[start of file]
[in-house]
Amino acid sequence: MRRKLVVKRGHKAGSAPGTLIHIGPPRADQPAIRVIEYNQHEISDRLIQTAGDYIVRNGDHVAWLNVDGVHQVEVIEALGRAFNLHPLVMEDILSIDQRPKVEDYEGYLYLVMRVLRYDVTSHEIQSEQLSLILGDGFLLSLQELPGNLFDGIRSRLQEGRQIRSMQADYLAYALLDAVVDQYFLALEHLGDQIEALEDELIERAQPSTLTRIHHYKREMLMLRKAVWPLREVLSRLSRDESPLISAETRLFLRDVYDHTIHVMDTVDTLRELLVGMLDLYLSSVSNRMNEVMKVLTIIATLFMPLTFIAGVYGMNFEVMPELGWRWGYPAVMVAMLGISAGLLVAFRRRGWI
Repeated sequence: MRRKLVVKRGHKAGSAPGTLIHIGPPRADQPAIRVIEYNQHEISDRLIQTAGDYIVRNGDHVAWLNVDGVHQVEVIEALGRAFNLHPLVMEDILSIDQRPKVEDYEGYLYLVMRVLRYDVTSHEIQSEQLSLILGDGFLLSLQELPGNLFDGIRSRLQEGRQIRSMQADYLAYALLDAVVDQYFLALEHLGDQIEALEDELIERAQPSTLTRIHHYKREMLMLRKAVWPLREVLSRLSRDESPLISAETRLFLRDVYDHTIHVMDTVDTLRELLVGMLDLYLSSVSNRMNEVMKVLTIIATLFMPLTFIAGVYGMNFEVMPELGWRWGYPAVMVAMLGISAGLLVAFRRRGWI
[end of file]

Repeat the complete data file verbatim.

[in-house]
Amino acid sequence: MRRKLVVKRGHKAGSAPGTLIHIGPPRADQPAIRVIEYNQHEISDRLIQTAGDYIVRNGDHVAWLNVDGVHQVEVIEALGRAFNLHPLVMEDILSIDQRPKVEDYEGYLYLVMRVLRYDVTSHEIQSEQLSLILGDGFLLSLQELPGNLFDGIRSRLQEGRQIRSMQADYLAYALLDAVVDQYFLALEHLGDQIEALEDELIERAQPSTLTRIHHYKREMLMLRKAVWPLREVLSRLSRDESPLISAETRLFLRDVYDHTIHVMDTVDTLRELLVGMLDLYLSSVSNRMNEVMKVLTIIATLFMPLTFIAGVYGMNFEVMPELGWRWGYPAVMVAMLGISAGLLVAFRRRGWI
Repeated sequence: MRRKLVVKRGHKAGSAPGTLIHIGPPRADQPAIRVIEYNQHEISDRLIQTAGDYIVRNGDHVAWLNVDGVHQVEVIEALGRAFNLHPLVMEDILSIDQRPKVEDYEGYLYLVMRVLRYDVTSHEIQSEQLSLILGDGFLLSLQELPGNLFDGIRSRLQEGRQIRSMQADYLAYALLDAVVDQYFLALEHLGDQIEALEDELIERAQPSTLTRIHHYKREMLMLRKAVWPLREVLSRLSRDESPLISAETRLFLRDVYDHTIHVMDTVDTLRELLVGMLDLYLSSVSNRMNEVMKVLTIIATLFMPLTFIAGVYGMNFEVMPELGWRWGYPAVMVAMLGISAGLLVAFRRRGWI